One thing that I have learned here in Orlando talking to some great coaches and mental toughness experts is this…

Champions are not normal.

They don’t have normal brains.

Lorenzo Beltrame shared a story about when he beat Pete Sampras twice on clay during a training session. He didn’t know how to console “Pistol” but before he could think of something, Pete said “This is great! I feel like I’m playing well and ready!”

That is not normal.

And last night I spent some time with Mark Dickson, former World #32, who has beaten Lendl and was even Agassi’s doubles partner. He was telling me about the days leading up to his match with Lendl, then #1 in the world. He visualized his strategy every day and EXPECTED to beat him. In his mind, he thought, “I can’t believe I’m going to beat the World #1.” And then he did in 45 minutes. I asked Dickson if he ever went into a match thinking he didn’t have a chance. He said “No.” And when he did lose, he thought, “What a great learning experience!”

That is not normal!

Well today I will be wrapping up a great 2.5 days at the Human Performance Institute and heading back home. Next stop, Philadelphia!

Have a great day everyone!

Homework: Don’t be normal today.


From the Tao Te Ching (written around 500 B.C.)…

A great misfortune comes about
With the feeling, ‘I have an enemy’
For when ‘I’ and ‘enemy’ exist together
There is no room left for my treasure

Thus, when two opponents meet
The one who does not see an enemy
Will surely triumph (69)


Today’s message is especially dedicated to the great Andrew Gong.

So I have a new puppy, Jordan (above). She’s 10 weeks old and probably only a couple of pounds. As I was on the floor, observing and playing with her, something amazing happened. I started seeing things differently. I noticed things closer to the ground, under tables and I even noticed the temperature of the floor. Neither perspective is right or wrong, they are just different. I also noticed how puppies stay in the present moment – mine loves to explore and everything is so interesting. She’s not thinking about yesterday or if she’s going to grow up to be a successful pooch.

Children have this mindset as well. Somewhere along the line, we (adults), have been conditioned to focus on the past and the future. It doesn’t have to be that way.

We have a habit of looking at things from our narrow points of view (and we think that our way is THE way), but the reality is that there are many perspectives. When you lose a match in tennis, do you look at it as failure or feedback?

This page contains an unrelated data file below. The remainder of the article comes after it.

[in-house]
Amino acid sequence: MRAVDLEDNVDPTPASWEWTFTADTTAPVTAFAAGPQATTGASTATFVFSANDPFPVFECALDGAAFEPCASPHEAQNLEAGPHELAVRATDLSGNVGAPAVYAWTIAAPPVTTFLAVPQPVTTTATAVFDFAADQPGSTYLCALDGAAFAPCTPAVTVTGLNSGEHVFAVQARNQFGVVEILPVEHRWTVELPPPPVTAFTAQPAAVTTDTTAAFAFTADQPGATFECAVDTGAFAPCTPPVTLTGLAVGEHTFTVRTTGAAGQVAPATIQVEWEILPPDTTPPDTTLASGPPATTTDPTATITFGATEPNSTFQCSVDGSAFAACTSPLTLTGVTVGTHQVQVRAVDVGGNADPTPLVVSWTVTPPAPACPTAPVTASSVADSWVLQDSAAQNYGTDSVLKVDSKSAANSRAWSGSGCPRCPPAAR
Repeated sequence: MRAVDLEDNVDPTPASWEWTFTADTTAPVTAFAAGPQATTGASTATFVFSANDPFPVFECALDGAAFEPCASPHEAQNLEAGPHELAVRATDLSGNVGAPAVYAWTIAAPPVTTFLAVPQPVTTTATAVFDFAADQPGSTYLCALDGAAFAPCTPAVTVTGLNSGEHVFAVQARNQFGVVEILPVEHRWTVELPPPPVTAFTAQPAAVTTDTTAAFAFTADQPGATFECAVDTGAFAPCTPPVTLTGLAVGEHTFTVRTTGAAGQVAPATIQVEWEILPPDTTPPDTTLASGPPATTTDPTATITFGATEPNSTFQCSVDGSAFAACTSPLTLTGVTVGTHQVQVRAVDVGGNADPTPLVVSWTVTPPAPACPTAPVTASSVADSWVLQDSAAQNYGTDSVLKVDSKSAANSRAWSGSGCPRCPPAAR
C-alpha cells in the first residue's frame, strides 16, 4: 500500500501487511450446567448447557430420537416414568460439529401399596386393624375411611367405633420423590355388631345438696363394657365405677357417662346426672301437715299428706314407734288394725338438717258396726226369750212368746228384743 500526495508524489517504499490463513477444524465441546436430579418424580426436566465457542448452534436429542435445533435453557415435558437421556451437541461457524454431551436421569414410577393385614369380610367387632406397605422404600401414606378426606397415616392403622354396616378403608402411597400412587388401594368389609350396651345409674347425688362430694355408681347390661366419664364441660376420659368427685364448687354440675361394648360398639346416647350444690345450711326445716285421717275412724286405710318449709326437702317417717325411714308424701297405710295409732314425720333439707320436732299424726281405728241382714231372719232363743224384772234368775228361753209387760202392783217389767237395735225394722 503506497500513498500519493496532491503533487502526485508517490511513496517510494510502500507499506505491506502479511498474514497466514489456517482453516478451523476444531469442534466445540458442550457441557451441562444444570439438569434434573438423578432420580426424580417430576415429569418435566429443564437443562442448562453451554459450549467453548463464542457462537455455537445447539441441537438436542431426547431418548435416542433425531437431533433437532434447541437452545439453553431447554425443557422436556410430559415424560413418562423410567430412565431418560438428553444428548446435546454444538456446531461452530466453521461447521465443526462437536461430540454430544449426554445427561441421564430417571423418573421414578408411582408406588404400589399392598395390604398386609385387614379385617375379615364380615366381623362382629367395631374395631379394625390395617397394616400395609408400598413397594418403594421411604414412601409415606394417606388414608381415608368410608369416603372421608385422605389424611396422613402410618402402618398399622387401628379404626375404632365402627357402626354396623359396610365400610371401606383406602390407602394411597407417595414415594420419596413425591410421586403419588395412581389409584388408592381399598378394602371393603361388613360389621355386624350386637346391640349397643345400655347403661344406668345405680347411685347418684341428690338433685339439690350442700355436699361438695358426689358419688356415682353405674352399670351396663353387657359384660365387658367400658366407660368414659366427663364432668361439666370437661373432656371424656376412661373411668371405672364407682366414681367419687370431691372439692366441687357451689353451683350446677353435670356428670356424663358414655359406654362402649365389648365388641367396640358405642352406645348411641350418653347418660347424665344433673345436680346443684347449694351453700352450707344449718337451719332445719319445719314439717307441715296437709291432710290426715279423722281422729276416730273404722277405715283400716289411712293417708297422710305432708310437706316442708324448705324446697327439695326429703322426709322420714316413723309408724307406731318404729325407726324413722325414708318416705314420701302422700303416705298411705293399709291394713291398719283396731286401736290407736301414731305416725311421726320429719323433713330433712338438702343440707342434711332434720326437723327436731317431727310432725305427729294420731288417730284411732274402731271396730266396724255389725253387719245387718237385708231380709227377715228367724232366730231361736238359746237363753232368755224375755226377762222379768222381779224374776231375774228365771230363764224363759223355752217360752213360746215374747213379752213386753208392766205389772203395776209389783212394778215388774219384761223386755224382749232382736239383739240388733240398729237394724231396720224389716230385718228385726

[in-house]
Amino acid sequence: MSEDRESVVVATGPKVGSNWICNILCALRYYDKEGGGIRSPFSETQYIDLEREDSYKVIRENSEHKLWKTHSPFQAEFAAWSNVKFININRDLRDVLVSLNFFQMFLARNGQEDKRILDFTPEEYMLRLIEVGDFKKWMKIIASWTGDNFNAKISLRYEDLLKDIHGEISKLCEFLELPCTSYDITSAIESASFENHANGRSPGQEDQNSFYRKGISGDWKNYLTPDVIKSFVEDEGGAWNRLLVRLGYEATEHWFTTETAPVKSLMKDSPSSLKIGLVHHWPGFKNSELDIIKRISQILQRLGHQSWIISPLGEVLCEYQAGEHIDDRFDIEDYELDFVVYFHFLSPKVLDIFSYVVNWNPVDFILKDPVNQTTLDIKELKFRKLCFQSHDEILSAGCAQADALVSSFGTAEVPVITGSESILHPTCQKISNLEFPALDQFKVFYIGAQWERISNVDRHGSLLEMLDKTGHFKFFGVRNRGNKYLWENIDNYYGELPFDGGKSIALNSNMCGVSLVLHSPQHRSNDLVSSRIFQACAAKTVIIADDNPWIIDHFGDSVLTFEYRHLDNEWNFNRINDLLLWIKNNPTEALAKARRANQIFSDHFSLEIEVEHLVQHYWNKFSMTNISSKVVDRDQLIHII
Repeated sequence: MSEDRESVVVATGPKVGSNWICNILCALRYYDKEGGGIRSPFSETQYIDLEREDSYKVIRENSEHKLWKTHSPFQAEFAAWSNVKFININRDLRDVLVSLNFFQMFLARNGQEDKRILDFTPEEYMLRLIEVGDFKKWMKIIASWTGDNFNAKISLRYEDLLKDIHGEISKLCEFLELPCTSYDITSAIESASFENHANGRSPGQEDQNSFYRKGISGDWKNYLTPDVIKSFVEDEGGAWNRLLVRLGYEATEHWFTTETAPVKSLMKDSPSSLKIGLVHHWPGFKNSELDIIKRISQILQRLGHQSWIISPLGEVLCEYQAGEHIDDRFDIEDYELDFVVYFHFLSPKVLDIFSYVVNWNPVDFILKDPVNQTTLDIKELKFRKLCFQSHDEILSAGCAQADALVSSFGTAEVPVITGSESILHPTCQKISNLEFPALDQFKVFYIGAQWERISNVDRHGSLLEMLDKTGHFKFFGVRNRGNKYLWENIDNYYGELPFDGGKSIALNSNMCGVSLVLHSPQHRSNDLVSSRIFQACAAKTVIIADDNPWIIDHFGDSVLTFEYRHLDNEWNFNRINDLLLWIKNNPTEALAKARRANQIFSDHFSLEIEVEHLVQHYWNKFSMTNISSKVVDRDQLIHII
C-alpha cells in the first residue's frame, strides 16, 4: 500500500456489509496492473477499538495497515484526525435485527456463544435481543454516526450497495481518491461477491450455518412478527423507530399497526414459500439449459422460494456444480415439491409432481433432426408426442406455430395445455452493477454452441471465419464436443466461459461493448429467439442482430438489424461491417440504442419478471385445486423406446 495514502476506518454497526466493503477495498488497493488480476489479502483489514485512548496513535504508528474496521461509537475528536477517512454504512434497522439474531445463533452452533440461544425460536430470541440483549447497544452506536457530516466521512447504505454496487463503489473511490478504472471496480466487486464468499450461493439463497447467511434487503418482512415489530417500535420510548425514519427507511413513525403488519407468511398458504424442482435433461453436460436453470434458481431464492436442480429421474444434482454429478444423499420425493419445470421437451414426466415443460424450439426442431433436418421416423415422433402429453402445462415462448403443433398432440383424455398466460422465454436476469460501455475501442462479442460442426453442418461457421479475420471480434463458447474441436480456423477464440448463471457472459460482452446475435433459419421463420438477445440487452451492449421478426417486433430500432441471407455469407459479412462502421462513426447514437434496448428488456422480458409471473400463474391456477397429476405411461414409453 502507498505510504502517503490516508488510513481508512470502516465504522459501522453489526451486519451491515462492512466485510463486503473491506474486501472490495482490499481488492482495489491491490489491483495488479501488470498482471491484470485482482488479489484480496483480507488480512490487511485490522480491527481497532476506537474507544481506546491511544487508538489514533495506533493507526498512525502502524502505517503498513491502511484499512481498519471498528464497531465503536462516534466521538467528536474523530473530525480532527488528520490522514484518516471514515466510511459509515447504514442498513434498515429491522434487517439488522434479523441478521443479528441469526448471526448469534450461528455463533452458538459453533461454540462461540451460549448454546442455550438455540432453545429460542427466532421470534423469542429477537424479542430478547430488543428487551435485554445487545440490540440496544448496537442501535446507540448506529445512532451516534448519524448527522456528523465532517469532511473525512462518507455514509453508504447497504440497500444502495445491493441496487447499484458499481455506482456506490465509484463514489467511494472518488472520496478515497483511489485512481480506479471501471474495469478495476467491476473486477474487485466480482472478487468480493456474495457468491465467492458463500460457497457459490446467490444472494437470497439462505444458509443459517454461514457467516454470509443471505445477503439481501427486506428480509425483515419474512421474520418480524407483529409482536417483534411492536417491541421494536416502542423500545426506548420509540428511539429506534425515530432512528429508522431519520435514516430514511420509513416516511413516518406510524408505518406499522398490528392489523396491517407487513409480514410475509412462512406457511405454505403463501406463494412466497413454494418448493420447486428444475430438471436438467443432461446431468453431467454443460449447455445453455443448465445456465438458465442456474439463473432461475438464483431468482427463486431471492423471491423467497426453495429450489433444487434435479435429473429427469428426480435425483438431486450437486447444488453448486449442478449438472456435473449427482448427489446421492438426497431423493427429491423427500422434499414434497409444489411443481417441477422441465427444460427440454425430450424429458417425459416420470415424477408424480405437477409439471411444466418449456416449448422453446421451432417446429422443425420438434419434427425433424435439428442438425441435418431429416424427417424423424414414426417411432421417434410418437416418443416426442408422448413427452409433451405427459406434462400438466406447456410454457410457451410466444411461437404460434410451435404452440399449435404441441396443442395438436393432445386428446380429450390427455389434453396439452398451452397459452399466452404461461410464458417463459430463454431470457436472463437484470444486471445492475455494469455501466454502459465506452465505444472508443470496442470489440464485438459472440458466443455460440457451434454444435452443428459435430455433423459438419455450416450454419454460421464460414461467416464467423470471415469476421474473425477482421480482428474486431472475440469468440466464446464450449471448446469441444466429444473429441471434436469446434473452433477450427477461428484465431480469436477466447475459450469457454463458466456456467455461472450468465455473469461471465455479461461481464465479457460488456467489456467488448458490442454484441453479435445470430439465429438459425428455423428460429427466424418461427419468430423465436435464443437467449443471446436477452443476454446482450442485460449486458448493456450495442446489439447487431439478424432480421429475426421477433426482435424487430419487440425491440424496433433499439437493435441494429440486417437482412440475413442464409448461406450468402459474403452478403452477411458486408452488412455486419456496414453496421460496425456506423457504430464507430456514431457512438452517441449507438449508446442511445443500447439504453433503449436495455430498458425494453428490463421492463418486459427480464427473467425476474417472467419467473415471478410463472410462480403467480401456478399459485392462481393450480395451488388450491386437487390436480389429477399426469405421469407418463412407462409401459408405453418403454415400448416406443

Here’s your assignment for today…

Look at things from others’ perspectives today (your clients, your students, your teachers, your parents, your pets, etc). See how the world looks different from their eyes. Really put yourself in their shoes (Go ahead, get down on all fours with your puppy). Then think how you might see others and treat others differently.

Thanks for reading.


On a daily basis, in and out of the sports world, I hear people using the word “can’t.”

“I can’t hit a serve.”

“I can’t find a job.”

“I can’t get this math problem.”

But you’re lying to yourself. You CAN.

And if you think you can’t, then what if I offered you a million dollars to do it, could you? I’m sure you’d find a way.

I have had many students say the word “can’t” during lessons and I tell them that the only time you can say that word in a sentence is when you add the word “yet” at the end of it.

“I can’t hit a serve…yet.”

“I can’t find a job…yet.”

“I can’t get this math problem…yet.”

That’s a totally different mindset isn’t it? That’s what the winners think like. And it’s a choice.

Thanks for reading.


Today’s message is especially dedicated to the great Mike Deblase. Happy Birthday to a true peak performer!

“I use all the brains I have, and all that I can borrow.”

I love learning.

I make time to read every day. I love learning from others. Here’s something I just read at 5:19AM…

A 92-year-old, petite, well-poised and proud man, who is fully dressed each morning by eight o’clock, with his hair fashionably combed and shaved perfectly, even though he is legally blind, moved to a nursing home today. His wife of 70 years recently passed away, making the move necessary. After many hours of waiting patiently in the lobby of the nursing home, he smiled sweetly when told his room was ready. As he maneuvered his walker to the elevator, I provided a visual description of his tiny room, including the eyelet sheets that had been hung on his window. ‘I love it,’ he stated with the enthusiasm of an eight-year-old having just been presented with a new puppy.